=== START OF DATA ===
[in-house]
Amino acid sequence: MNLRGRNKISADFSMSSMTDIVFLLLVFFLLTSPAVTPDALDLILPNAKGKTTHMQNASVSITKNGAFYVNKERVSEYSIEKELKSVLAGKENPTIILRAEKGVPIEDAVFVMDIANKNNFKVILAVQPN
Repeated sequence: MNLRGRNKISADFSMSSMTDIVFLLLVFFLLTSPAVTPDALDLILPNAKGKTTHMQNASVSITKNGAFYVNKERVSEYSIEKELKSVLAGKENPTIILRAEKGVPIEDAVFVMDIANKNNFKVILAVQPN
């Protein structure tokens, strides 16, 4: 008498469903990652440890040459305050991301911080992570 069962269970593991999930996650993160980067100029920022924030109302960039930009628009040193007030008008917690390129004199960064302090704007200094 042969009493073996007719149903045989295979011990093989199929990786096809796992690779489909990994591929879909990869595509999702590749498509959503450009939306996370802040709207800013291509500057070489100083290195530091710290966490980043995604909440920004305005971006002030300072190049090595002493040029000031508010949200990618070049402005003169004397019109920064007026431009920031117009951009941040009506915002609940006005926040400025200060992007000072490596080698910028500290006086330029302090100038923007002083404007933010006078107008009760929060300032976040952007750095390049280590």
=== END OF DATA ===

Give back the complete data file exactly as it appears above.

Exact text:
[in-house]
Amino acid sequence: MNLRGRNKISADFSMSSMTDIVFLLLVFFLLTSPAVTPDALDLILPNAKGKTTHMQNASVSITKNGAFYVNKERVSEYSIEKELKSVLAGKENPTIILRAEKGVPIEDAVFVMDIANKNNFKVILAVQPN
Repeated sequence: MNLRGRNKISADFSMSSMTDIVFLLLVFFLLTSPAVTPDALDLILPNAKGKTTHMQNASVSITKNGAFYVNKERVSEYSIEKELKSVLAGKENPTIILRAEKGVPIEDAVFVMDIANKNNFKVILAVQPN
């Protein structure tokens, strides 16, 4: 008498469903990652440890040459305050991301911080992570 069962269970593991999930996650993160980067100029920022924030109302960039930009628009040193007030008008917690390129004199960064302090704007200094 042969009493073996007719149903045989295979011990093989199929990786096809796992690779489909990994591929879909990869595509999702590749498509959503450009939306996370802040709207800013291509500057070489100083290195530091710290966490980043995604909440920004305005971006002030300072190049090595002493040029000031508010949200990618070049402005003169004397019109920064007026431009920031117009951009941040009506915002609940006005926040400025200060992007000072490596080698910028500290006086330029302090100038923007002083404007933010006078107008009760929060300032976040952007750095390049280590």